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Long Distance Co-parenting

 
(@dadofthree87)
New Member Registered

Hello everyone,

I'm facing a significant life decision, and I could really use some guidance and insights from those who might have been through a similar situation. Here's my story:

My ex-partner and our kids currently live about 4 hours away from my current location, which has made maintaining a close relationship with them quite challenging. On top of that, I'm in a long-distance relationship with someone I care deeply about who lives in Edinburgh. After much contemplation, I'm considering the possibility of moving to Edinburgh to be closer to my partner.

However, this decision comes with its own set of challenges, particularly with regard to my kids who would continue to reside in Norwich. I'm committed to making coparenting work and ensuring my children's well-being and happiness. I want to explore all the available options and learn from others who might have been in a similar situation.

I'm seeking advice, experiences, and insights from anyone who has navigated a similar path. How did you make coparenting work in a long-distance scenario? What options did you explore, and what were the outcomes? Any advice on maintaining a strong relationship with your kids while living far away?

I'm open to hearing about your experiences, suggestions, and any tips on making this situation as smooth as possible for everyone involved. Your support and advice are greatly appreciated

Quote
Topic starter Posted : 19/10/2023 8:49 pm
(@champagne)
Honorable Member

you can google co-parenting from a distance and there are some helpful tips.  I hope you mange to work everything out.

ReplyQuote
Posted : 22/10/2023 6:26 pm
(@clarinet)
Estimable Member Registered

Hello Dadofthree87,

Thank you for sharing.Whilst I have not experienced your exact situation, I would suggest that communication is the key element here for each of you to understand your situation and that of your children.

If your ex partner is the primary caregiver, then I would suggest that your children need to understand, in a way that's age suitable, why you wish to move so far away from them, and have suggestions ready to be able to explain this in a way that's going to have minimum impact. Change for any of us can be a challenge, but I believe that sometimes forewarned is forearmed, and in the long run your children will thank you for your honesty.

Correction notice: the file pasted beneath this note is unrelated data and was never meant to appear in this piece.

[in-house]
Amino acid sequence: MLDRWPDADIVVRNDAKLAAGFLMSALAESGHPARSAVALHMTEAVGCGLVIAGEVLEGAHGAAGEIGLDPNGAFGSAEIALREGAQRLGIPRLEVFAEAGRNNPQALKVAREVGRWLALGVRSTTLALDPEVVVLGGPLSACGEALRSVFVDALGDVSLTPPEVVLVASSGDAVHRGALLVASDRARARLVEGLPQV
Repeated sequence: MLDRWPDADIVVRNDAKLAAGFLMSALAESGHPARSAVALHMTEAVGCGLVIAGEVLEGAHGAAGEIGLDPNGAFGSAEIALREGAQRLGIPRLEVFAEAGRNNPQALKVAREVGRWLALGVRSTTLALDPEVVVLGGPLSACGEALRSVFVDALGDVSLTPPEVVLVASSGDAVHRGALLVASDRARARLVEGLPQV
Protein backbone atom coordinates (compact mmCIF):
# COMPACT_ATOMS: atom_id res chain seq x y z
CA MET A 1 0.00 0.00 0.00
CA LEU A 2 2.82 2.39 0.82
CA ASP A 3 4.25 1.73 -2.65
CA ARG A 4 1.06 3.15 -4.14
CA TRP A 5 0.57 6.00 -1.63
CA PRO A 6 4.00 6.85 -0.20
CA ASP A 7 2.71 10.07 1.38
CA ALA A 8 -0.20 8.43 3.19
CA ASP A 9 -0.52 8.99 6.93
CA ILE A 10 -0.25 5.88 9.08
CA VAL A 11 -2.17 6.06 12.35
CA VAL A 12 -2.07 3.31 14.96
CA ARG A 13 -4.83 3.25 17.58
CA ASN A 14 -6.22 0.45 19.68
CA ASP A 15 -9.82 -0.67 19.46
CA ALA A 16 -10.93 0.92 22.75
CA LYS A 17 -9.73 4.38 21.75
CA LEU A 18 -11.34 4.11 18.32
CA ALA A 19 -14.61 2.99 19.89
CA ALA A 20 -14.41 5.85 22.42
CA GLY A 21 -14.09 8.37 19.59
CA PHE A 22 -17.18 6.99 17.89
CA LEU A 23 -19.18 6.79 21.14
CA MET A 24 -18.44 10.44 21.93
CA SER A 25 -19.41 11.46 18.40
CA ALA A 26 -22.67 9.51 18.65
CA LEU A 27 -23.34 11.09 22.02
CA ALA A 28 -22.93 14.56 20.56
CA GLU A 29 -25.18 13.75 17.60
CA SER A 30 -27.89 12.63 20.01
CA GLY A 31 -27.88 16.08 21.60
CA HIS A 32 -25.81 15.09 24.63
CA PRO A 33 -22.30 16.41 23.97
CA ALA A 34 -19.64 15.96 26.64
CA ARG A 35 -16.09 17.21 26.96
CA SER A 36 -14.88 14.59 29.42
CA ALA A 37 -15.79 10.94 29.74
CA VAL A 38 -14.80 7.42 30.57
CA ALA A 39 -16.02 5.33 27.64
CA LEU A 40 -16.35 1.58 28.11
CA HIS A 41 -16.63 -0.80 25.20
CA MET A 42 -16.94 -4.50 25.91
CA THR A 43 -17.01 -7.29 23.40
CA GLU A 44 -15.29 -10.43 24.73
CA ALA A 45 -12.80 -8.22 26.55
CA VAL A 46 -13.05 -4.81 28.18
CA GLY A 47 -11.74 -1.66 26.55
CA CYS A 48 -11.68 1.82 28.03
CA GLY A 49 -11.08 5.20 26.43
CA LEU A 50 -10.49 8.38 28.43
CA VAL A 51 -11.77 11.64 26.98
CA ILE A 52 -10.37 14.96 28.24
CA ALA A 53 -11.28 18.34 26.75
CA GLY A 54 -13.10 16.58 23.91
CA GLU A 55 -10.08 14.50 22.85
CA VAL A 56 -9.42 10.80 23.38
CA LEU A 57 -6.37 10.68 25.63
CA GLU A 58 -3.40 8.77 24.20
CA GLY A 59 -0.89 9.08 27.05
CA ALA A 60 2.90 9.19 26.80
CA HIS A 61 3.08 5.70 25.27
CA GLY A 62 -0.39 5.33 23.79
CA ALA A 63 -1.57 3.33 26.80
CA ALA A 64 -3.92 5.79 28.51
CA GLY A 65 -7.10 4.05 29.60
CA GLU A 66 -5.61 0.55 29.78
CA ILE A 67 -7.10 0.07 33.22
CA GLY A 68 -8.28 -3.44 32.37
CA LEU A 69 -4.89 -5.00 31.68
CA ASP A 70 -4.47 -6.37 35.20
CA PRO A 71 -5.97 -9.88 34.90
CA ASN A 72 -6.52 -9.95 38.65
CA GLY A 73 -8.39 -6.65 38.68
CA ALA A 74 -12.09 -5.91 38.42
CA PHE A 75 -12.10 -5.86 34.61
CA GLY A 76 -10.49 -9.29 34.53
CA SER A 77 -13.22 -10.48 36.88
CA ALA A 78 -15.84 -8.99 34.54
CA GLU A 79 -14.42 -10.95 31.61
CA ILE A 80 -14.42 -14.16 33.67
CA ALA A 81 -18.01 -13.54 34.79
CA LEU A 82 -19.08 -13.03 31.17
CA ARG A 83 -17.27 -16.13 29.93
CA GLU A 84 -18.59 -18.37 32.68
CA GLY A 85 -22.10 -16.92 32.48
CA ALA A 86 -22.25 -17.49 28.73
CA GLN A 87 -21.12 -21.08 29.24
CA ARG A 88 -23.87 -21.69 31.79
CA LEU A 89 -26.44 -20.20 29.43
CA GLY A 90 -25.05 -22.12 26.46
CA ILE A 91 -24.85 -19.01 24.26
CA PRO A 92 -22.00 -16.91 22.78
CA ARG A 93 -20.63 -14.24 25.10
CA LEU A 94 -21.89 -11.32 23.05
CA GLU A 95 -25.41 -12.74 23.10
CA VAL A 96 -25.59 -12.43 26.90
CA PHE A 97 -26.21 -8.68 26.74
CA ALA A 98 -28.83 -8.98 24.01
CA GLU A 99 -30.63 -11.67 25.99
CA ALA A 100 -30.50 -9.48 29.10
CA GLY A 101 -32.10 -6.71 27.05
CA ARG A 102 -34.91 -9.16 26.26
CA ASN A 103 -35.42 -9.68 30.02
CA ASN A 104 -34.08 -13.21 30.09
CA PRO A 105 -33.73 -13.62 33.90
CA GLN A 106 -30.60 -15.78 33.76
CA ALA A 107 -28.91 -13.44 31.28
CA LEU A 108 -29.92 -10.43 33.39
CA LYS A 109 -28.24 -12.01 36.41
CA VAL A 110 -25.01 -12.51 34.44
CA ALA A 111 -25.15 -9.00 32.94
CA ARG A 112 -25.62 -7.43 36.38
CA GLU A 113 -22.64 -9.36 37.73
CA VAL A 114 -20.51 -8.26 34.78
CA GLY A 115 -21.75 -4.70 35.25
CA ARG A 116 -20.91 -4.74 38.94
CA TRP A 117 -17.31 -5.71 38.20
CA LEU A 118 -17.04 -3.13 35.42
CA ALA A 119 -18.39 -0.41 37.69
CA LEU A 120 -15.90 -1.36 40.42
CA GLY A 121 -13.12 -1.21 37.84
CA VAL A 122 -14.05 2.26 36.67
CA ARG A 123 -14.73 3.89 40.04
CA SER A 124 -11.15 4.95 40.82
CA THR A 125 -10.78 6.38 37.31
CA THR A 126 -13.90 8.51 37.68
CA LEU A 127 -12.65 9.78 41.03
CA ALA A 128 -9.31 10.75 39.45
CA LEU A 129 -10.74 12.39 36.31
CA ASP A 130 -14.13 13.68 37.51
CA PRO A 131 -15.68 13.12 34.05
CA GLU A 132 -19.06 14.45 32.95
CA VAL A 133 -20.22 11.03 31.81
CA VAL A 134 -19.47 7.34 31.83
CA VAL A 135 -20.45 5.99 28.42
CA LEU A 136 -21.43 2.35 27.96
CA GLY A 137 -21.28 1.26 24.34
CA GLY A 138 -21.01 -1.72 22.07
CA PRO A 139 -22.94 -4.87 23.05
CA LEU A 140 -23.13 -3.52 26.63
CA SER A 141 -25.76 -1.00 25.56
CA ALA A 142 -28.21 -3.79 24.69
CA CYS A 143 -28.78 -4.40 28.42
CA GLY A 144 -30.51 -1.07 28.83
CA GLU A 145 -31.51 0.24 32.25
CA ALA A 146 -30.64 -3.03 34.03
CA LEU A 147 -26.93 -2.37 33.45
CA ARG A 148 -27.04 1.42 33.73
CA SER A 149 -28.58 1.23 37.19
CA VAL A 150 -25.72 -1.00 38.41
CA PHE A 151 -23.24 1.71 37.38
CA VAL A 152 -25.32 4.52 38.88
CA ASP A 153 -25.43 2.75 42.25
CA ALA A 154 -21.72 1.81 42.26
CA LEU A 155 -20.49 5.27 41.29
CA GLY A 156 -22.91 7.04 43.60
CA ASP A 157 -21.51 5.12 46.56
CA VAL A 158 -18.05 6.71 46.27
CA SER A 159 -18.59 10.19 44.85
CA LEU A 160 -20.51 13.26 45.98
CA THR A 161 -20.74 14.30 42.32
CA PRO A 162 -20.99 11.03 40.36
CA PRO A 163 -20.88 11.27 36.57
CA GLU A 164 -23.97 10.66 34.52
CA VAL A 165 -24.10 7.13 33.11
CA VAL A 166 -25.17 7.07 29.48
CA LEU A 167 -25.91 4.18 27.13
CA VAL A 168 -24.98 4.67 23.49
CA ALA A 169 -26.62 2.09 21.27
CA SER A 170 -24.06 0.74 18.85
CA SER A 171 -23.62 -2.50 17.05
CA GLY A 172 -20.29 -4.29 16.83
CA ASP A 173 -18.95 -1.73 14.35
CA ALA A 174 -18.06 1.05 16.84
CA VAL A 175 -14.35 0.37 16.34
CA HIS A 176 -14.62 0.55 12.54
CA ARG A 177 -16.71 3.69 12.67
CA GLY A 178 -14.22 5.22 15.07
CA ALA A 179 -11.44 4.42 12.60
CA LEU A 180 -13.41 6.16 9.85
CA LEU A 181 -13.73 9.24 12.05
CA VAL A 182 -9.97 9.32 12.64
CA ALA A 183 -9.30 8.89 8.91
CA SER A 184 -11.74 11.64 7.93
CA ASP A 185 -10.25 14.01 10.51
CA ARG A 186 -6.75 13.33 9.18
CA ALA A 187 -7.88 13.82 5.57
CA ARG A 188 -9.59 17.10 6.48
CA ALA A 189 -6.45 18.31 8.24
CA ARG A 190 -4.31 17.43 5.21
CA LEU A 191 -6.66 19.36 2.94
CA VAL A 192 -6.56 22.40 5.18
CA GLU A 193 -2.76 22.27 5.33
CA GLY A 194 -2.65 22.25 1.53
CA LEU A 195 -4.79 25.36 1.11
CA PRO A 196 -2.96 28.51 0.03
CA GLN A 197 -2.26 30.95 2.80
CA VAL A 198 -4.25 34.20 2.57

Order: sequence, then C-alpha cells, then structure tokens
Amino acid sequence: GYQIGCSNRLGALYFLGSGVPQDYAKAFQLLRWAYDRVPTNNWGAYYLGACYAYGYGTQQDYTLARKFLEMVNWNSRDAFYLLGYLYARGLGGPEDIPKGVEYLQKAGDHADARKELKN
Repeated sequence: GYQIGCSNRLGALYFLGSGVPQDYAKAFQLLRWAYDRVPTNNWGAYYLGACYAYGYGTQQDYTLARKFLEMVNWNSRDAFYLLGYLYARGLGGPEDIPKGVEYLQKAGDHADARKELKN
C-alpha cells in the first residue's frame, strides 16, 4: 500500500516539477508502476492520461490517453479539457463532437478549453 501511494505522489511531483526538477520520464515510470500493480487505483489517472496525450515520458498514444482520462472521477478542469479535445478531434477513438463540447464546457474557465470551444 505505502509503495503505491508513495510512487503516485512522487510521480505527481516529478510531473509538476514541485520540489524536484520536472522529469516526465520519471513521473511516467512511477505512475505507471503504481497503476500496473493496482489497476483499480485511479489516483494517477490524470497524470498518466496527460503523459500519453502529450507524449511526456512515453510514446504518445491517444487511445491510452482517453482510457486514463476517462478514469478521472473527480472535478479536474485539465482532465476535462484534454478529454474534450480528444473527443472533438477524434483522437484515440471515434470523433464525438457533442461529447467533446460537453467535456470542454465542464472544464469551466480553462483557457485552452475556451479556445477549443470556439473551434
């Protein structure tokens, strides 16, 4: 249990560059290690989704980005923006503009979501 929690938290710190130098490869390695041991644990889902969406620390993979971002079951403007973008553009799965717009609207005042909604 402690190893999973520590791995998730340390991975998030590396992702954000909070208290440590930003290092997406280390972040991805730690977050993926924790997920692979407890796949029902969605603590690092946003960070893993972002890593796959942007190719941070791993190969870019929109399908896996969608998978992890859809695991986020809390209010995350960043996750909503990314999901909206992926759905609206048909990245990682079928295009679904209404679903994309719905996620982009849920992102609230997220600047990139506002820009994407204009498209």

Also, have you discussed your possible move to Edinburgh with your new partner? How do they feel about you moving to their city to be nearer to you? Would they feel happy knowing that you may have your children with you for longer periods of time (due to the distance between you and them), would they be prepared to engage with your children and become a part of your family? Also, your ex partner may wish to have reassurance that in case of an emergency, you would be able to travel down from Scotland to be with your children if needed. (Obviously I am unaware of the ins and outs of your situation).

 

Of course your quality of life matters as much as your children, but getting the level of communication right and being honest with your feelings and thoughts around a big move like this, will definitely help. I agree with Champagne too, google long distance co-paretning and see what's out there. Make sure to add UK on the end of the search too!

Wishing you all the very best,

Parent Support Volunteer

ReplyQuote
Posted : 24/10/2023 10:41 am
(@clarinet)
Estimable Member Registered

Hello Dadofthree87,

Thank you for sharing.Whilst I have not experienced your exact situation, I would suggest that communication is the key element here for each of you to understand your situation and that of your children.

If your ex partner is the primary caregiver, then I would suggest that your children need to understand, in a way that's age suitable, why you wish to move so far away from them, and have suggestions ready to be able to explain this in a way that's going to have minimum impact. Change for any of us can be a challenge, but I believe that sometimes forewarned is forearmed, and in the long run your children will thank you for your honesty.

Also, have you discussed your possible move to Edinburgh with your new partner? How do they feel about you moving to their city to be nearer to you? Would they feel happy knowing that you may have your children with you for longer periods of time (due to the distance between you and them), would they be prepared to engage with your children and become a part of your family? Also, your ex partner may wish to have reassurance that in case of an emergency, you would be able to travel down from Scotland to be with your children if needed. (Obviously I am unaware of the ins and outs of your situation).

 

Of course your quality of life matters as much as your children, but getting the level of communication right and being honest with your feelings and thoughts around a big move like this, will definitely help. I agree with Champagne too, google long distance co-paretning and see what's out there. Make sure to add UK on the end of the search too!

Wishing you all the very best,

Parent Support Volunteer

ReplyQuote
Posted : 24/10/2023 10:42 am
(@katebrownell86)
Eminent Member Registered

That sounds like a tough decision with a lot on your plate. Keeping a close bond with your kids while managing a long-distance relationship is challenging, but it’s great that you’re committed to coparenting. Regular video calls and planning visits can really help bridge the gap. Flexibility and open communication with your ex-partner will be key. It might also be worth exploring halfway meetups or shared holiday arrangements to stay connected. Wishing you the best in finding a solution that works for everyone involved!

 

ReplyQuote
Posted : 22/06/2024 6:06 am
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